PCF5: Some Experiences in Blended Learning for Agriculture and Natural Resources Management
T. Vandenbosch, World Agroforestry Centre (ICRAF)
J. Beniest, World Agroforestry Centre (ICRAF)
It is often said that e-learning for agriculture and natural resources management has its limitations since many of the topics need to be taught and learned in a practical and contextualized way. Several Centres of the Consultative Group for International Agricultural Research (CGIAR) are presently exploring approaches to address the increasing demand for learning in agriculture and natural resources management through e-learning. One of them, the World Agroforestry Centre implemented two blended learning events which demonstrated that it is possible to address the issues of contextualisation and practical work by combining online learning with shorter face-to-face problem-solving activities. This paper discusses some lessons learned and offers a number of recommendations for blended learning approaches that can be used in training for agriculture and natural resources management.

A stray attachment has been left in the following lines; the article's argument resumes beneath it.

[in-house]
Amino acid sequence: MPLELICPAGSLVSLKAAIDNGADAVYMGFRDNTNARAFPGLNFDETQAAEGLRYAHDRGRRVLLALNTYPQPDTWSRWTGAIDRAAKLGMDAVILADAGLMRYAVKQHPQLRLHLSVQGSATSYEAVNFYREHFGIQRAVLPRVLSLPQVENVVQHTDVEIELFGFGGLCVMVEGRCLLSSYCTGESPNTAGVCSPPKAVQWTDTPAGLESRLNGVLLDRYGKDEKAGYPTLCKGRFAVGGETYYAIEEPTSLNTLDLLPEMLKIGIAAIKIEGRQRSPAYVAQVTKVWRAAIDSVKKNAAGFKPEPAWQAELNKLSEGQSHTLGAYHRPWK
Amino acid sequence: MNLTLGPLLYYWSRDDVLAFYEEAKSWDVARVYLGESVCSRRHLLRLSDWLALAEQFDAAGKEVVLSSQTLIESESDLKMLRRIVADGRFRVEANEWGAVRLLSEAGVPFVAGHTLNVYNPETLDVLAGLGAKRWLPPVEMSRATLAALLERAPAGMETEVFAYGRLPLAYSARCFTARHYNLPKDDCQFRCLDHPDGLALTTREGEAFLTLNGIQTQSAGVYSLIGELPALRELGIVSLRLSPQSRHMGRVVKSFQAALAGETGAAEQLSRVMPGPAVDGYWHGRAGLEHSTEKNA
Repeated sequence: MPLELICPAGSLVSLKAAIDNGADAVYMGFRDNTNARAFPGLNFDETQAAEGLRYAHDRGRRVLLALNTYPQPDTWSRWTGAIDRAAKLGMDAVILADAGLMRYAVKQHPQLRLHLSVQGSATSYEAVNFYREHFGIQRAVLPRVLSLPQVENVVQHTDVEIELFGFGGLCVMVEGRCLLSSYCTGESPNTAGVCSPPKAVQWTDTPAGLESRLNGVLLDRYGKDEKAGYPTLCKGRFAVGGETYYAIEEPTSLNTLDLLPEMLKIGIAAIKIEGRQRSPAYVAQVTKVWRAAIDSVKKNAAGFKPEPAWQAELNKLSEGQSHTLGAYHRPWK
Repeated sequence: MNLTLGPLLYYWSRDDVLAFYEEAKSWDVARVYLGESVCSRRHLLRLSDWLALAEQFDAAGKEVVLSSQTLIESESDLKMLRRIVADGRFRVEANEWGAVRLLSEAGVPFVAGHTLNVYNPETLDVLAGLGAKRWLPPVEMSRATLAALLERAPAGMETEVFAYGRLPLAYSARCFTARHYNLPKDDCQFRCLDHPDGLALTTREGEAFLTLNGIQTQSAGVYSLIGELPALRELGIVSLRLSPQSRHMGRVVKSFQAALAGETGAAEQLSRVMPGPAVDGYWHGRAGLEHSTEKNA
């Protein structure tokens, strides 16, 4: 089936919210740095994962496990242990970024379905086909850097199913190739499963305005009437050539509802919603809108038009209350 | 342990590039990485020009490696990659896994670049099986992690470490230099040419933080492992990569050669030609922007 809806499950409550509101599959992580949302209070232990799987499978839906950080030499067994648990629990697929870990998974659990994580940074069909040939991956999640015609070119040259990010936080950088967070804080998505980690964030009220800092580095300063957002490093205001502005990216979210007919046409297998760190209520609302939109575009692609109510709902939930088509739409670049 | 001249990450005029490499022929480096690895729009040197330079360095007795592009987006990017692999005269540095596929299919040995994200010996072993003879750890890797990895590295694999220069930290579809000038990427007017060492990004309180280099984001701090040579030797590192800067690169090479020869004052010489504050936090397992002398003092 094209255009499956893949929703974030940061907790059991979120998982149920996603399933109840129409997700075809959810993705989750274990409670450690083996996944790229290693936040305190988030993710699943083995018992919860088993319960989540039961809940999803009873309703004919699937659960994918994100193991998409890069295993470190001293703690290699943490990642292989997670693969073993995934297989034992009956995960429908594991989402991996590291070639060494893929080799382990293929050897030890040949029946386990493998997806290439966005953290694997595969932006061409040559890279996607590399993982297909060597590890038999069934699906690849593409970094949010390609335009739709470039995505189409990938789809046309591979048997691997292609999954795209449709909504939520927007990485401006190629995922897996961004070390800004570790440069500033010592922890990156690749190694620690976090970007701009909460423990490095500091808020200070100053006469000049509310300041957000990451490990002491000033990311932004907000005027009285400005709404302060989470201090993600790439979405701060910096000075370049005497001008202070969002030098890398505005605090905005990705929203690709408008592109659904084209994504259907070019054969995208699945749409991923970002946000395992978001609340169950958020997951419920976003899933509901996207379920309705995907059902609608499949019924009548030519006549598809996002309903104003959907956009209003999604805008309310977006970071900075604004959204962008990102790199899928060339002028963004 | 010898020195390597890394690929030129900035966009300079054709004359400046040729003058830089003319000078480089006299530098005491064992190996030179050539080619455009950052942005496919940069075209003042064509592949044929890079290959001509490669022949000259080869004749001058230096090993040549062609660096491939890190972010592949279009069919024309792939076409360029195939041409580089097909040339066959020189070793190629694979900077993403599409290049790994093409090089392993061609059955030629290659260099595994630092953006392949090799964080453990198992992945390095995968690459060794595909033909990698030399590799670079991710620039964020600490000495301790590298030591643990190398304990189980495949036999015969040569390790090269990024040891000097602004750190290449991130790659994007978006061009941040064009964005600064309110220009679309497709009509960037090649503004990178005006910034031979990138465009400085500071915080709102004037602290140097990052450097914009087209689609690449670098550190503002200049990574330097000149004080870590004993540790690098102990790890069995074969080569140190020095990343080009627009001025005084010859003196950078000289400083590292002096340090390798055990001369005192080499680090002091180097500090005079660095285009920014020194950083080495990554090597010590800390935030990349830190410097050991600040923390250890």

Agriculture, vitally important for most developing countries, must change to meet today’s needs of sustainable food production while at the same time raising the living standards of rural poor and avoiding environmental degradation. International agricultural research has yielded numerous interventions that can contribute to this but their successful adoption and adaptation requires staff of agricultural research, education and development institutions to be fully aware of these through in-service training.
Advances in information and communications technology (ICT) and knowledge management (KM) have changed the way people learn and e-learning is increasingly recognized as a viable and learner-friendly approach that can complement, or even replace, more traditional training and education approaches. Agriculture however is a very practical subject and not all of it can be generalized at a global level since local context will largely determine success or failure of agricultural and natural resources management innovation. The management of plant genetic resources for example involves practices that are almost impossible to teach in an online environment and transmission of knowledge is often better achieved through peer-to-peer learning (Baena et al. 2007). Likewise, many agricultural practices need to be adapted to local biophysical and socioeconomic conditions if they are to be successfully adopted by those they intend to serve. Blended learning, combining an online, more general learning experience with more practical face-to-face problem solving activities, has the potential to include more learners while dealing with the issues of practicality and contextualisation.